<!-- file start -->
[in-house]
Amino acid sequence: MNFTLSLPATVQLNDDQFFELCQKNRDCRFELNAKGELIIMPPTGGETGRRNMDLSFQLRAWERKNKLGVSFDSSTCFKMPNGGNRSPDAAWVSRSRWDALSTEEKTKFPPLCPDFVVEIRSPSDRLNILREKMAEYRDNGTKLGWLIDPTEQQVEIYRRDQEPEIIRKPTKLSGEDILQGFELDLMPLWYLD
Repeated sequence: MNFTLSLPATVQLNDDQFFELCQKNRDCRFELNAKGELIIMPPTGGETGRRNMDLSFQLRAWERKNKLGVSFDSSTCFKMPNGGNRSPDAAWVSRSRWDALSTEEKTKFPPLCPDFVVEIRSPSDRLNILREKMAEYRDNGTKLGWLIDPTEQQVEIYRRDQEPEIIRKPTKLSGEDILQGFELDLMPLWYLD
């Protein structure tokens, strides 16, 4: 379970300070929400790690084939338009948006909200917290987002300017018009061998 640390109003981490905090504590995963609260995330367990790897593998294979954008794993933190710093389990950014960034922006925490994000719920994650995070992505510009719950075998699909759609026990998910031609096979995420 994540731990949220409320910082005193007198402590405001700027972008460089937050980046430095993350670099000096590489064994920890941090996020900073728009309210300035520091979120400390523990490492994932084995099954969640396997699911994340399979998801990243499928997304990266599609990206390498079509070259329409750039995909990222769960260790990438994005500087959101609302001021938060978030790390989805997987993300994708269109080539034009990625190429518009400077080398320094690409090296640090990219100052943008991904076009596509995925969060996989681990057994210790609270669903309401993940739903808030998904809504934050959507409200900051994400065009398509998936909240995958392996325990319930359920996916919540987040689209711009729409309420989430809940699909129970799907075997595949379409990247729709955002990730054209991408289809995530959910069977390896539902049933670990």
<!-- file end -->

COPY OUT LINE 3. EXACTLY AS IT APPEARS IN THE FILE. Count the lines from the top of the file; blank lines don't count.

Repeated sequence: MNFTLSLPATVQLNDDQFFELCQKNRDCRFELNAKGELIIMPPTGGETGRRNMDLSFQLRAWERKNKLGVSFDSSTCFKMPNGGNRSPDAAWVSRSRWDALSTEEKTKFPPLCPDFVVEIRSPSDRLNILREKMAEYRDNGTKLGWLIDPTEQQVEIYRRDQEPEIIRKPTKLSGEDILQGFELDLMPLWYLD